17. So, originally I had an issue where my "Individual Memory" option was missing from the PCM menu (likely because the control unit had been replaced previously), so I took the car in to have that activated. Apparently, during that process the "Radio Station" option was removed from the choices for the Central Display (below the digital speedo). Now, I only have "Empty" or "Estimated Range" or something like that. My question is: Short of taking the car back to the dealer and having them jack with the computer some more, does anybody know of a way to re-activate this on my own?
  18. ^ I don't know a lot about Porsches, yet, but I don't think what he's describing is a check engine code. Those can be pulled with an OBD2 scanner, but I think his fault will need a PIWIS or other device to check its value. If he worked on the glove box, I wouldn't be surprised if the fault has something to do with the Central Locking system.
  19. Not on the Porsche, but when I had an S2000, I heard people complain of clutch buzz. You might search an S2000 forum and see what their problem & resolution was. Maybe it's something similar. Alternatively, it could just be a heat shield somewhere. I had that in one of my former cars as well. Good luck.
  20. As a follow-up, I did take a look at the specs on the tires the OP is considering. They have a treadwear rating of 540. In general, high treadwear = low grip. I don't think I'd want sticky tires up front and low grip tires in the rear, especially in a RR car. While it won't inherently cause problems, it could make the car less predictable if reacting to an emergency situation, etc. YMMV.
  21. Lol @ mixed tire brands resulting in aero lift. Seriously? This forum is always good for some laughs. Having mixed tire brands is not going to cause that type of problem. Now, if you are using improperly rated tires that aren't designed for 100+ mph speeds, then it might result in their shape deflecting (or even tire failure) which could result in instability, but it has nothing to do with having different brands/compounds on the front than you have on the rear. For normal driving, it doesn't matter what mix of tires you have on the car as long as they're all properly sized. It's only at the limits that these types of changes have an impact. If you're cornering aggressively and you have grippier tires up front, then it's going to result in oversteer. Likewise, if you're threshold braking, it could result in the tires at one end locking up (or engaging ABS) earlier than the other end. So, you might not have optimal performance at the limits, but for everyday driving, there will likely be no impact whatsoever. I'd recommend using equivalent or similar compounds just because the car was engineered to perform better that way. But if all you're concerned about is getting from A to B, and you're not concerned about performance, then go ahead and mix tires all you want. Then again, I'd argue that if you're not interested in performance, maybe you shouldn't be driving a Porsche. ;)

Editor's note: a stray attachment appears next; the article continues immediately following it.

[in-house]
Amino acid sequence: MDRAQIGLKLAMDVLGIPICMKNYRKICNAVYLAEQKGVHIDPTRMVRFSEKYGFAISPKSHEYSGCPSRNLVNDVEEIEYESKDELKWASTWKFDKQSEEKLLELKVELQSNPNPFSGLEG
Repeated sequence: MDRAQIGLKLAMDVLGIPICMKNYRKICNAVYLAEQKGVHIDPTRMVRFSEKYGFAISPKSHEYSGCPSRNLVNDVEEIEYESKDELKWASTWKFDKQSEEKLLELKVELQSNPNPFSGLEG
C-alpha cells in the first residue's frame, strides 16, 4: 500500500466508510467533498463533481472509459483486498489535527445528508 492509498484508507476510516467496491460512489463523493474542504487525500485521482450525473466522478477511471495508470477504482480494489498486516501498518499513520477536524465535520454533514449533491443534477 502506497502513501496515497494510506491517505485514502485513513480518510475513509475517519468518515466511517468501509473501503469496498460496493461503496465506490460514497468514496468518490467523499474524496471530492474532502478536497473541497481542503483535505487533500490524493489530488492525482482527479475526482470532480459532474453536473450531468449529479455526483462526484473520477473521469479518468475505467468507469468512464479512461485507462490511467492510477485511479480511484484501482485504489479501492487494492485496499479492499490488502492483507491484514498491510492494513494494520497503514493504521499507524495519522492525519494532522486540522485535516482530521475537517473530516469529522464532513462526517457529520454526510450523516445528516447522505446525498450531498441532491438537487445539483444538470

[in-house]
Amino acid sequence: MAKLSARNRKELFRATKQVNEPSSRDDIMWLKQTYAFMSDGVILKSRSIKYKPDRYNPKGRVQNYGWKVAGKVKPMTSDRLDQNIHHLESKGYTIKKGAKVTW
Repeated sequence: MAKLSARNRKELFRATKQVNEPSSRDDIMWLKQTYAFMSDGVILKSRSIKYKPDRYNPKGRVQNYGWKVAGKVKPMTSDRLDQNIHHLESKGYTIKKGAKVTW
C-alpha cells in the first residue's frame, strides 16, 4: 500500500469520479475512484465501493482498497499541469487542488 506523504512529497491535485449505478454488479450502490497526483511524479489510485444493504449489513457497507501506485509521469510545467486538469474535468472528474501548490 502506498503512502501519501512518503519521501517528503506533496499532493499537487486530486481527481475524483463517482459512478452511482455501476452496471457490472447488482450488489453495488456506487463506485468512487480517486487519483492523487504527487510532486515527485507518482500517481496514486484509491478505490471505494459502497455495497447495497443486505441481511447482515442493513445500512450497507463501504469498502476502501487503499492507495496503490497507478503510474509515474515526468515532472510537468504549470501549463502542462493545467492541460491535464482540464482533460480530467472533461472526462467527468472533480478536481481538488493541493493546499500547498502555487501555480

22. Somebody want to explain what we're talking about here? I'm lost.